town, where they are the supposed appendage of a cornuto. prayed ere they slept. Shakspere makes Imogen exclaim“ To your protection I commend me, gods !

Ignorance itself is a plummet o'er me."-- Act V., Scene 5. From fairies, and the terapters of the night, Guard me, beseech ye !"

This obscure passage has given rise to many attempts at

explanation. For "plummet," Dr. Farmer proposes to read "A man of middle earth.”-Act V., Scene 5.

“planet." It appears to us, however, that Falstaff alludes As the ethereal regions were supposed to be possessed by

to the plumb-line used at sea, and means to say, “I feel my spirits, and those under ground by fairies, to man was given

brain so dry, my wit so shallow, that even ignorance (or the middle or intermediate space.

folly) itself is able to sound my depth, or gauge me to the

" Vile worm,
Thou wast o'erlooked even in thy birth."

"When night-dogs run, all sorts of deer are chased." Act V., Scene 5.

That is, when secret or unlawful sport is going on, there Meaning, probably, “thou hast been an object of con- | is no knowing who will be the victim. Falstaff alludes to tempt from thy earliest hour to the present."

the unexpected capture of Anne Page by Fenton.

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EVERAL of the conjectural chronologists of the plays of Shakspere

assign a very late date to the first appearance of the “Twelfth NIGHT;" considering it, indeed, to have been the last-written of all his wondrous dramas: and, certainly, of his many marvellous works, there is not one upon which the seal of that consummate perfection for which even the most exalted genius must stand indebted to all-maturing Time, is more lovelily and vividly set. But the truth is, little is positively known as to the actual order in which the plays of Shakspere were either written or acted: and of his numerous commentators, the figural labours have been equally futile and superfluous with the great bulk of their verbal ingenuities.

The story of the serious portions of this fine play, “the right happy and copious industry” (as his contemporary Webster somewhat sneeringly phrases it) of its great author may have derived from one of Belleforest's “Histoires TRAGIQUES," or from its Italian original, the thirty-sixth novel of the second part of the “ TALES OP BANDELLO;" a novelist in whose rich mine all the dramatists of the age of Elizabeth wrought deeply for the materials of their incessant gorgeous poetic coinage; from one of the

“Eglogs" of Barnaby Googe, whose poems were published in 1563; or from the “ HISTORY OF APOLLONIUS AND Silla," which was printed in 1583, in a miscellany entitled, "Rich, his FAREWELL TO MILITARY PROFESSION.” It was, however, the mere form of which Shakspere availed himself: the subtle spirit of the work is his, and his alone: and the exquisitely comic characters of the drama—that prince-royal of joyous topers, Sir Toby Belch, a joker worthy to have been the intimate of Sir John Falstaff: the foolish, prodigal, conceited, quarrelsome, cowardly, super-silly fortune-hunter, Sir Andrew Aguecheek (a distant cousin, we have always thought, of Master Abraham Slender), who "harms his wit” by his “great eating of beef;" who has “an excellent head of hair,” that "hangs like flax on a distaff;" who, in dancing, has “the back-trick simply as strong as any man in Illyria;” and who "delights in masks and revels sometimes altogether:" the exuberantly witty Clown, Festo the Jester, “a fool that the lady Olivia's father took much delight in," and whose veriest freedoms are, therefore, rendered permissive, and even sacred, to the lady Olivia; he, the pathetic vocalist, who “takes pleasure in singing:" Malvolio, the fantastic, ill-natured, self-admiring, and sadly but deservedly betricked steward: and the vivacious little Maria, “ the youngest wren of nine,” the "nettle of India :"these admirable creations are Shakspere's, soul, body, and all !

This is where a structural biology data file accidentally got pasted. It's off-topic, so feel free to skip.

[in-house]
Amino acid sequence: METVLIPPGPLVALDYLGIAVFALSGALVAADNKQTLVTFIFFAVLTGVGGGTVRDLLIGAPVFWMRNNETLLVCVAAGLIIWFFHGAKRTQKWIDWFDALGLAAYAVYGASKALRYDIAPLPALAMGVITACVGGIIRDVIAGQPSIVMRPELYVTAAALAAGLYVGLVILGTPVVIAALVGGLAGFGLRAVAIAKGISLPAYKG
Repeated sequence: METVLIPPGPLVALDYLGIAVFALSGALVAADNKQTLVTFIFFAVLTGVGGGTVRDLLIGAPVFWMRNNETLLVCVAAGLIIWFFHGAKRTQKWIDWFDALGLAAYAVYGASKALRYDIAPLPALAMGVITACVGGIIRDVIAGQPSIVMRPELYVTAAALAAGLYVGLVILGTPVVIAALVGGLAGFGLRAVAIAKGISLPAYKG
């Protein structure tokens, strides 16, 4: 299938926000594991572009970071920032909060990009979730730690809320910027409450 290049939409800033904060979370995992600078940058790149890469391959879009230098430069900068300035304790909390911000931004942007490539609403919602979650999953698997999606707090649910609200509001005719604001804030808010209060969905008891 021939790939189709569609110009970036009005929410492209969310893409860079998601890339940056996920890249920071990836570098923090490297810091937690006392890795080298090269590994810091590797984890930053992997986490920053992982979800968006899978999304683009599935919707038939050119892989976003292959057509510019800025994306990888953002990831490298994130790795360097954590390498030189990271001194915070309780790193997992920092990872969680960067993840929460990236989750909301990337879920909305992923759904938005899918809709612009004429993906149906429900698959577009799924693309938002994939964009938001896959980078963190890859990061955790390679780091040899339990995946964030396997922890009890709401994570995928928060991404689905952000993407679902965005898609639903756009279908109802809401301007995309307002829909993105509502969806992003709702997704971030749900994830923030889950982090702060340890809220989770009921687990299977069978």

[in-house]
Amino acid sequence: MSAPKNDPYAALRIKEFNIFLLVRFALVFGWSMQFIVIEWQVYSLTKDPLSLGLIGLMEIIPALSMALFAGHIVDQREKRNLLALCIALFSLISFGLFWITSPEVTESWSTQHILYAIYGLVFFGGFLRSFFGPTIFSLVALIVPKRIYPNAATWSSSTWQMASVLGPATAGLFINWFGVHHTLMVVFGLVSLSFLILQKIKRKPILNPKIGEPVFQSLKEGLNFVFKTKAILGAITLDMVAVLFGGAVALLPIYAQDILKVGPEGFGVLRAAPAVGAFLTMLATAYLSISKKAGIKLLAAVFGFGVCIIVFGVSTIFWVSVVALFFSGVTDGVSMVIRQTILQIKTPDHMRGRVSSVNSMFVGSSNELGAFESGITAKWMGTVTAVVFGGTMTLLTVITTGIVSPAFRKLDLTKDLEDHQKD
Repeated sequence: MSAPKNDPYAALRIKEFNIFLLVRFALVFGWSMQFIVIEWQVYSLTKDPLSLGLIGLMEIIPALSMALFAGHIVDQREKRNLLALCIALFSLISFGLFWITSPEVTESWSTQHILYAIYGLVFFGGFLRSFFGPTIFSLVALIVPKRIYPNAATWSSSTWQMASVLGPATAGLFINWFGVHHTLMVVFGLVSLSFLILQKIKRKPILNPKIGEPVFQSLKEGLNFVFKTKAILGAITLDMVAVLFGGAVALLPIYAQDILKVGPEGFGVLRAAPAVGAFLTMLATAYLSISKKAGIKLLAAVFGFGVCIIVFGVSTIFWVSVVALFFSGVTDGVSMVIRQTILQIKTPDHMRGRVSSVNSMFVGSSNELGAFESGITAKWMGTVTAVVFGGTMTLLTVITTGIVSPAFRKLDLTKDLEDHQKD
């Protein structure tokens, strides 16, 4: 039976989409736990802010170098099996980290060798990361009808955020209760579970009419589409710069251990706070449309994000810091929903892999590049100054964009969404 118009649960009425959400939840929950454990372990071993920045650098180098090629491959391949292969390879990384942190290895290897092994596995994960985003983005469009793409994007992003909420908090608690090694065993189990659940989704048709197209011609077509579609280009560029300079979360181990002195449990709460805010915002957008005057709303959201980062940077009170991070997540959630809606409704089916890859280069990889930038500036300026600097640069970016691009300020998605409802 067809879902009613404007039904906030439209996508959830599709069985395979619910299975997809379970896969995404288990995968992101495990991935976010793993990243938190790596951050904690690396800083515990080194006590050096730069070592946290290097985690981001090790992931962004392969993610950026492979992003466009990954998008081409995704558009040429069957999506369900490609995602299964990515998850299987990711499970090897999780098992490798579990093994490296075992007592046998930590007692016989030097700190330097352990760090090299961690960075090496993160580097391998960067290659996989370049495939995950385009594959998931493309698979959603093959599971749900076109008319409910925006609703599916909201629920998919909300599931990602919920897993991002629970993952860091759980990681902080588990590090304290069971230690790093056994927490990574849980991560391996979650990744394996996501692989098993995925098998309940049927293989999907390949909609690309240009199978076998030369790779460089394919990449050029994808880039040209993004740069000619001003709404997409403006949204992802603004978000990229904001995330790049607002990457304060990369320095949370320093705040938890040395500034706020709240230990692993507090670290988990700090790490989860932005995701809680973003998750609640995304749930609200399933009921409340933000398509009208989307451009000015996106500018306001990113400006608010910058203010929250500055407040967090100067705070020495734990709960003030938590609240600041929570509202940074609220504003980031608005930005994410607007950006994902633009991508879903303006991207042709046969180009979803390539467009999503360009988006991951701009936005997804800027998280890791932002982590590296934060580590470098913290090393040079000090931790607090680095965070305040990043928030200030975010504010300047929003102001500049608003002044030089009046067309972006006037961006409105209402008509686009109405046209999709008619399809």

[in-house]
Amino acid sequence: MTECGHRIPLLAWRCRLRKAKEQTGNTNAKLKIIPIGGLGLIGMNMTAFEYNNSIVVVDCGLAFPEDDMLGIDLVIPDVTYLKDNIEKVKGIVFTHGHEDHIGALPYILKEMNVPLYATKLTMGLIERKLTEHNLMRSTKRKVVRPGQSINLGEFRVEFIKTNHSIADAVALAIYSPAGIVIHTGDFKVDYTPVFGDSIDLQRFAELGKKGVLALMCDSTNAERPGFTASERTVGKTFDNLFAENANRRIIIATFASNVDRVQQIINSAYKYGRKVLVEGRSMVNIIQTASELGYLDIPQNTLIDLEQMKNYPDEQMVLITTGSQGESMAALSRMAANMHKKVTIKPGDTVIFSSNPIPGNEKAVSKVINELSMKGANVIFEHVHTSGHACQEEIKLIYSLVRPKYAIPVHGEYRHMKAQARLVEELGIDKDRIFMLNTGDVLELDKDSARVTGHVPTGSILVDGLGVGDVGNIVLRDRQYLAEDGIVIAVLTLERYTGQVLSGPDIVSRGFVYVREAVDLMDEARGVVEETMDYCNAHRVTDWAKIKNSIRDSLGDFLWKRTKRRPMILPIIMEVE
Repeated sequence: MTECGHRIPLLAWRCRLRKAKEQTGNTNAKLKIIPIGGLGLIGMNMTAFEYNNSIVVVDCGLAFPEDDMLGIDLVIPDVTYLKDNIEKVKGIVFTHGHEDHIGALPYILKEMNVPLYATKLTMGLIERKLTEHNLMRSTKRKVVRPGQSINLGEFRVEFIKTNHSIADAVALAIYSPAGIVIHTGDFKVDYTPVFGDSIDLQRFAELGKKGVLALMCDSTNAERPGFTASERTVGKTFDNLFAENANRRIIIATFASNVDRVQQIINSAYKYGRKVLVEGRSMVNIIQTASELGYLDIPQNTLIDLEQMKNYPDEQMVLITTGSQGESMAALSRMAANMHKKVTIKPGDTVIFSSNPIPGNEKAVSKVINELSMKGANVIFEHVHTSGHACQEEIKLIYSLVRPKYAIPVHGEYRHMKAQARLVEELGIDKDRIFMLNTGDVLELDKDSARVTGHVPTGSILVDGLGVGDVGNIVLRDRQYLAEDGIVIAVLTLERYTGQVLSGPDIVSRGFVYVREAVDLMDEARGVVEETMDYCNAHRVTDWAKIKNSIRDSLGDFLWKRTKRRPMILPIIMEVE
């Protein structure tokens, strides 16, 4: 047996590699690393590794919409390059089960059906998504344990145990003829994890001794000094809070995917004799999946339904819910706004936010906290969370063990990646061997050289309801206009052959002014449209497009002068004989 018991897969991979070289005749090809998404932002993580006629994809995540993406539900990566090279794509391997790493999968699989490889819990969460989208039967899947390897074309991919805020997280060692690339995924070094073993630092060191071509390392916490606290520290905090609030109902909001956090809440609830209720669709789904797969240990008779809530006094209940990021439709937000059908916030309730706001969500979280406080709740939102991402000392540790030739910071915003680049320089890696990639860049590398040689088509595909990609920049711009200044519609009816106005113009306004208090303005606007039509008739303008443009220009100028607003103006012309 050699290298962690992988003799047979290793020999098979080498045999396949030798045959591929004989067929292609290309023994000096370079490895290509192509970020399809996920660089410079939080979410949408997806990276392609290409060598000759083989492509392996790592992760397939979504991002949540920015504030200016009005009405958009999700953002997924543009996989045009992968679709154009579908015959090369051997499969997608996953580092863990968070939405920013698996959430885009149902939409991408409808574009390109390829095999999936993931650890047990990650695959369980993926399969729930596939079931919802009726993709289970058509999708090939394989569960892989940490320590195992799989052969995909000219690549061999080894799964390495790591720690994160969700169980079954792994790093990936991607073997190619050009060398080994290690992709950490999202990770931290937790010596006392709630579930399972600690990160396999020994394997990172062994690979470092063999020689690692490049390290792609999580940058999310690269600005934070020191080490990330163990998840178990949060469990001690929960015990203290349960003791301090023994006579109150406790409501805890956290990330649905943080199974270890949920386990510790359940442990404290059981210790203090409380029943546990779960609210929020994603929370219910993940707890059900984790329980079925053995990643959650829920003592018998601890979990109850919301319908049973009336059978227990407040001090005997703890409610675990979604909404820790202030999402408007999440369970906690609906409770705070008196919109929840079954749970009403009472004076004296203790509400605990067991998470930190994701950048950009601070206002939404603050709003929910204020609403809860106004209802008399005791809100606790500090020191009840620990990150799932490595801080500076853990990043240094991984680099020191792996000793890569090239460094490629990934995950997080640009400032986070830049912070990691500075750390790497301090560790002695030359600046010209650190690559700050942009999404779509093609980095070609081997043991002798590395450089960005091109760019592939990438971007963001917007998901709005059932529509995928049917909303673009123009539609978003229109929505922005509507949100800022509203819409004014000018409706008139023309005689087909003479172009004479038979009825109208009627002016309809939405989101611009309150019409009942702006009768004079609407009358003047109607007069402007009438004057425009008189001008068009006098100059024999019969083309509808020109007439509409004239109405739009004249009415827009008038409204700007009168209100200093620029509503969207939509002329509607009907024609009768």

As we abandon ourselves to the poetry of this play, the sweetest spirit of love floats balmily over the heart and imagination,

- "Like the sweet south,
That breathes upon a bank of violets,

Stealing and giving odour." The sense is saturated with it. We are “canopied with bowers,” under the fragrant beauty of which our love-thoughts “lie rich” beyond richness. By the “rich golden shaft” of the heavenliest of human passions, are killed “the flock of all affections else that live in us;" and in its sole and omnipotent power we are chained, entranced, spell-bound :

“It gives a very echo to the seat

Where Love is throned !”

and one which, in the mysterious distance, we hear calling to us alluringly for ever.